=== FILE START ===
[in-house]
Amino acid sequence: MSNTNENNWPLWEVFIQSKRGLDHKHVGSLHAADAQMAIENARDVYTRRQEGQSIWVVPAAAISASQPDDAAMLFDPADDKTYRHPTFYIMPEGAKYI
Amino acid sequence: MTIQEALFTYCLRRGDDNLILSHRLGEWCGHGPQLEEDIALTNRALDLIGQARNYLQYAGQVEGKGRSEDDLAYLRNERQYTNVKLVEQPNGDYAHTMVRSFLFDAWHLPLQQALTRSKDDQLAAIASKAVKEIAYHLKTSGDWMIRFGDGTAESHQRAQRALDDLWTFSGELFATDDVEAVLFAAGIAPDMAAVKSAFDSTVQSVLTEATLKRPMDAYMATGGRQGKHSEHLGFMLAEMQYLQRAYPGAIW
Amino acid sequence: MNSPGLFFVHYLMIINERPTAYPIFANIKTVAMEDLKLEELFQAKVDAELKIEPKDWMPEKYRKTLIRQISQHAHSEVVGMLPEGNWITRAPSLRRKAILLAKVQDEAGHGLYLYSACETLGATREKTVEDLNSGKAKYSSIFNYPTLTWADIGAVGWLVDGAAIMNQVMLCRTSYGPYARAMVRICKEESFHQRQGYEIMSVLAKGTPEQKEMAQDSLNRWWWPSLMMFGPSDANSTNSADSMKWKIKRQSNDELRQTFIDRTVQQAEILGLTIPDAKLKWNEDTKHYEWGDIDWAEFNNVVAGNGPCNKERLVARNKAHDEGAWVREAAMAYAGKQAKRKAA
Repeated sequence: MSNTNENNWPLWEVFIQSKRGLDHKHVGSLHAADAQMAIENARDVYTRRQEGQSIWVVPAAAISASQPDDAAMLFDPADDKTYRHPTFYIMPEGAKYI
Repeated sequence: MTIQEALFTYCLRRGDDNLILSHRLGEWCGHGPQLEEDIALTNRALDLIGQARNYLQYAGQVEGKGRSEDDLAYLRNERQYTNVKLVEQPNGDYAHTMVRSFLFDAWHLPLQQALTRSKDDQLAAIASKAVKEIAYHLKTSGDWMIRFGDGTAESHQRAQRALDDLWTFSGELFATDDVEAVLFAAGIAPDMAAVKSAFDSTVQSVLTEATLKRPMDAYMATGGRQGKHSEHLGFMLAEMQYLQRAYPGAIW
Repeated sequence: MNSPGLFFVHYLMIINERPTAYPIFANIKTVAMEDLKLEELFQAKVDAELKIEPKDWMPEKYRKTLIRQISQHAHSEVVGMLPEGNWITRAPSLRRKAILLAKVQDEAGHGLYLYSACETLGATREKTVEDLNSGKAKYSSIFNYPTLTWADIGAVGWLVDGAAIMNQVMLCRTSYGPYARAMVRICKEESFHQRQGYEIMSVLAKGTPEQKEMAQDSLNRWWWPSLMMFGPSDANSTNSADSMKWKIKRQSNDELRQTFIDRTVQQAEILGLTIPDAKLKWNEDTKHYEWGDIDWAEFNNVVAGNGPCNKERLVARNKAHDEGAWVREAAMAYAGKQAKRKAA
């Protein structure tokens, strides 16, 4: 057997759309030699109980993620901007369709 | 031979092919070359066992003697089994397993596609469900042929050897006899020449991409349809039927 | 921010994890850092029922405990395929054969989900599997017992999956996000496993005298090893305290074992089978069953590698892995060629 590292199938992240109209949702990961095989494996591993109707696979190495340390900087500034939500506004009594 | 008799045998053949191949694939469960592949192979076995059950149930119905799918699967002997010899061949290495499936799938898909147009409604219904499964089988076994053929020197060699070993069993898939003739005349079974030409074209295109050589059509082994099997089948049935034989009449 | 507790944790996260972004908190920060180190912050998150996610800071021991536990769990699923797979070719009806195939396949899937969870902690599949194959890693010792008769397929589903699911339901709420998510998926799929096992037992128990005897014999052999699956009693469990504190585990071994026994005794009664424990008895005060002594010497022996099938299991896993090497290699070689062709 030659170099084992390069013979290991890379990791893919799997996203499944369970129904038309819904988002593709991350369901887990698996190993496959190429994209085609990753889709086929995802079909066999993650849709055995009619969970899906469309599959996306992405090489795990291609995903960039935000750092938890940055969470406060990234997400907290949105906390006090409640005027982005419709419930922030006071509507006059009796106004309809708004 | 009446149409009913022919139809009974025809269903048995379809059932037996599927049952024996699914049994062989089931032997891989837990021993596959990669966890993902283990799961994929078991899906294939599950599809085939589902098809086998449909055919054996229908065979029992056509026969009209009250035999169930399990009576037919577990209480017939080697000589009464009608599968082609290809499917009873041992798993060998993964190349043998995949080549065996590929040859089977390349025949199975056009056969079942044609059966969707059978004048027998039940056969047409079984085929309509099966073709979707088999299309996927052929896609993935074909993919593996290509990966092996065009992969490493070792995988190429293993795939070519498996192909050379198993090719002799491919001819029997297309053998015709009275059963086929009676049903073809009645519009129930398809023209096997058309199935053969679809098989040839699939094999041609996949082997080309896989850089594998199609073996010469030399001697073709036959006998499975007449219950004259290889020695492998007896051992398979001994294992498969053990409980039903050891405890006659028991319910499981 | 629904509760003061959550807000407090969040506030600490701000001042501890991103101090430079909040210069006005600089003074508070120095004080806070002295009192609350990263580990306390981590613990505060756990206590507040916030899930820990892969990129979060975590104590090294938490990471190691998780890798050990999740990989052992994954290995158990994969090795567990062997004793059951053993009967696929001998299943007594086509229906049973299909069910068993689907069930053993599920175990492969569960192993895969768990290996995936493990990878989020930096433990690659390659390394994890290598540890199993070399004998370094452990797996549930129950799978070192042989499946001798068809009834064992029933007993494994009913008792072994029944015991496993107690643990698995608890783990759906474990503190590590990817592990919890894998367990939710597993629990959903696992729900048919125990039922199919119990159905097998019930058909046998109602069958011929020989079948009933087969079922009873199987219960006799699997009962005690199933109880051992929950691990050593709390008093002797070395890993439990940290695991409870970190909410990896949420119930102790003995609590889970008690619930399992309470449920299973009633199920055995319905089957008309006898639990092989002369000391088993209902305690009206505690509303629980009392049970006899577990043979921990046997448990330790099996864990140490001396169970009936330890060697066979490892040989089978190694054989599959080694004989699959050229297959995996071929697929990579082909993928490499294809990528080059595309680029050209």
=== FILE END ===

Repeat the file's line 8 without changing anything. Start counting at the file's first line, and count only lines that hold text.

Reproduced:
């Protein structure tokens, strides 16, 4: 057997759309030699109980993620901007369709 | 031979092919070359066992003697089994397993596609469900042929050897006899020449991409349809039927 | 921010994890850092029922405990395929054969989900599997017992999956996000496993005298090893305290074992089978069953590698892995060629 590292199938992240109209949702990961095989494996591993109707696979190495340390900087500034939500506004009594 | 008799045998053949191949694939469960592949192979076995059950149930119905799918699967002997010899061949290495499936799938898909147009409604219904499964089988076994053929020197060699070993069993898939003739005349079974030409074209295109050589059509082994099997089948049935034989009449 | 507790944790996260972004908190920060180190912050998150996610800071021991536990769990699923797979070719009806195939396949899937969870902690599949194959890693010792008769397929589903699911339901709420998510998926799929096992037992128990005897014999052999699956009693469990504190585990071994026994005794009664424990008895005060002594010497022996099938299991896993090497290699070689062709 030659170099084992390069013979290991890379990791893919799997996203499944369970129904038309819904988002593709991350369901887990698996190993496959190429994209085609990753889709086929995802079909066999993650849709055995009619969970899906469309599959996306992405090489795990291609995903960039935000750092938890940055969470406060990234997400907290949105906390006090409640005027982005419709419930922030006071509507006059009796106004309809708004 | 009446149409009913022919139809009974025809269903048995379809059932037996599927049952024996699914049994062989089931032997891989837990021993596959990669966890993902283990799961994929078991899906294939599950599809085939589902098809086998449909055919054996229908065979029992056509026969009209009250035999169930399990009576037919577990209480017939080697000589009464009608599968082609290809499917009873041992798993060998993964190349043998995949080549065996590929040859089977390349025949199975056009056969079942044609059966969707059978004048027998039940056969047409079984085929309509099966073709979707088999299309996927052929896609993935074909993919593996290509990966092996065009992969490493070792995988190429293993795939070519498996192909050379198993090719002799491919001819029997297309053998015709009275059963086929009676049903073809009645519009129930398809023209096997058309199935053969679809098989040839699939094999041609996949082997080309896989850089594998199609073996010469030399001697073709036959006998499975007449219950004259290889020695492998007896051992398979001994294992498969053990409980039903050891405890006659028991319910499981 | 629904509760003061959550807000407090969040506030600490701000001042501890991103101090430079909040210069006005600089003074508070120095004080806070002295009192609350990263580990306390981590613990505060756990206590507040916030899930820990892969990129979060975590104590090294938490990471190691998780890798050990999740990989052992994954290995158990994969090795567990062997004793059951053993009967696929001998299943007594086509229906049973299909069910068993689907069930053993599920175990492969569960192993895969768990290996995936493990990878989020930096433990690659390659390394994890290598540890199993070399004998370094452990797996549930129950799978070192042989499946001798068809009834064992029933007993494994009913008792072994029944015991496993107690643990698995608890783990759906474990503190590590990817592990919890894998367990939710597993629990959903696992729900048919125990039922199919119990159905097998019930058909046998109602069958011929020989079948009933087969079922009873199987219960006799699997009962005690199933109880051992929950691990050593709390008093002797070395890993439990940290695991409870970190909410990896949420119930102790003995609590889970008690619930399992309470449920299973009633199920055995319905089957008309006898639990092989002369000391088993209902305690009206505690509303629980009392049970006899577990043979921990046997448990330790099996864990140490001396169970009936330890060697066979490892040989089978190694054989599959080694004989699959050229297959995996071929697929990579082909993928490499294809990528080059595309680029050209």